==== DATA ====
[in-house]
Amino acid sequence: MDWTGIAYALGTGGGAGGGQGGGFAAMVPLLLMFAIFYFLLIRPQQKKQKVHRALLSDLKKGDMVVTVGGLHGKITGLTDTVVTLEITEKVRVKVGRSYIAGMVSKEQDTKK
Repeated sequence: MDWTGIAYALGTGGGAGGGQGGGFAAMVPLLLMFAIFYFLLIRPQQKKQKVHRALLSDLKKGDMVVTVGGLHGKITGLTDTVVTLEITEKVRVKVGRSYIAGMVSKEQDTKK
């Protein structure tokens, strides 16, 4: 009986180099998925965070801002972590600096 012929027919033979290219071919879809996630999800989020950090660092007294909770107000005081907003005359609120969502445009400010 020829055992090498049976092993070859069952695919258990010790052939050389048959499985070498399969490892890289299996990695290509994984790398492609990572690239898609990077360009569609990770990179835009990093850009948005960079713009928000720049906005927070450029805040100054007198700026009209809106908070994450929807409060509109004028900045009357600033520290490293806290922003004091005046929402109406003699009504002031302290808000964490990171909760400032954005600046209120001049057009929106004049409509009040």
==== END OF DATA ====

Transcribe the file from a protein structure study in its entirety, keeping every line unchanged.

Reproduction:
[in-house]
Amino acid sequence: MDWTGIAYALGTGGGAGGGQGGGFAAMVPLLLMFAIFYFLLIRPQQKKQKVHRALLSDLKKGDMVVTVGGLHGKITGLTDTVVTLEITEKVRVKVGRSYIAGMVSKEQDTKK
Repeated sequence: MDWTGIAYALGTGGGAGGGQGGGFAAMVPLLLMFAIFYFLLIRPQQKKQKVHRALLSDLKKGDMVVTVGGLHGKITGLTDTVVTLEITEKVRVKVGRSYIAGMVSKEQDTKK
């Protein structure tokens, strides 16, 4: 009986180099998925965070801002972590600096 012929027919033979290219071919879809996630999800989020950090660092007294909770107000005081907003005359609120969502445009400010 020829055992090498049976092993070859069952695919258990010790052939050389048959499985070498399969490892890289299996990695290509994984790398492609990572690239898609990077360009569609990770990179835009990093850009948005960079713009928000720049906005927070450029805040100054007198700026009209809106908070994450929807409060509109004028900045009357600033520290490293806290922003004091005046929402109406003699009504002031302290808000964490990171909760400032954005600046209120001049057009929106004049409509009040």